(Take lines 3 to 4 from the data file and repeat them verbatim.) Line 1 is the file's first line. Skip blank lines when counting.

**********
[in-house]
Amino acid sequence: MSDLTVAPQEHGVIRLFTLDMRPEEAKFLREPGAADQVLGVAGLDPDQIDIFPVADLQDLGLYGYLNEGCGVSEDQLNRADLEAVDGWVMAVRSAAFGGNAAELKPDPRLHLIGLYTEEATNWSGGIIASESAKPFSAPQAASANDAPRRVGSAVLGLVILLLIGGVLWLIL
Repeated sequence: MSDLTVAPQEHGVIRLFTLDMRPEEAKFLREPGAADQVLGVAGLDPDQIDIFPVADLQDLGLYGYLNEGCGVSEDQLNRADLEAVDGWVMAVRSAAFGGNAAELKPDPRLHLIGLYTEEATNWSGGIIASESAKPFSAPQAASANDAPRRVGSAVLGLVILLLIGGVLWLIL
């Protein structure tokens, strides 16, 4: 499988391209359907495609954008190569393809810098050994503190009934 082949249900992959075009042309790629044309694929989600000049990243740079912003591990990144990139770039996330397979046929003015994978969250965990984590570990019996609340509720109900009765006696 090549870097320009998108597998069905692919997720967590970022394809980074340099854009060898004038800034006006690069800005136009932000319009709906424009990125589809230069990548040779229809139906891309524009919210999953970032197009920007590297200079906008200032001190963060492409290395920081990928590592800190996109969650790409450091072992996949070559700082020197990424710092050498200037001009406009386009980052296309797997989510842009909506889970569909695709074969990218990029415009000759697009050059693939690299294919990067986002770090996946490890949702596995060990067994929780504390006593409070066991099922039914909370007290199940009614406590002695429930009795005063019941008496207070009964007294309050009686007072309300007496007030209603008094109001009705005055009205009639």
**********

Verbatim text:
Repeated sequence: MSDLTVAPQEHGVIRLFTLDMRPEEAKFLREPGAADQVLGVAGLDPDQIDIFPVADLQDLGLYGYLNEGCGVSEDQLNRADLEAVDGWVMAVRSAAFGGNAAELKPDPRLHLIGLYTEEATNWSGGIIASESAKPFSAPQAASANDAPRRVGSAVLGLVILLLIGGVLWLIL
């Protein structure tokens, strides 16, 4: 499988391209359907495609954008190569393809810098050994503190009934 082949249900992959075009042309790629044309694929989600000049990243740079912003591990990144990139770039996330397979046929003015994978969250965990984590570990019996609340509720109900009765006696 090549870097320009998108597998069905692919997720967590970022394809980074340099854009060898004038800034006006690069800005136009932000319009709906424009990125589809230069990548040779229809139906891309524009919210999953970032197009920007590297200079906008200032001190963060492409290395920081990928590592800190996109969650790409450091072992996949070559700082020197990424710092050498200037001009406009386009980052296309797997989510842009909506889970569909695709074969990218990029415009000759697009050059693939690299294919990067986002770090996946490890949702596995060990067994929780504390006593409070066991099922039914909370007290199940009614406590002695429930009795005063019941008496207070009964007294309050009686007072309300007496007030209603008094109001009705005055009205009639």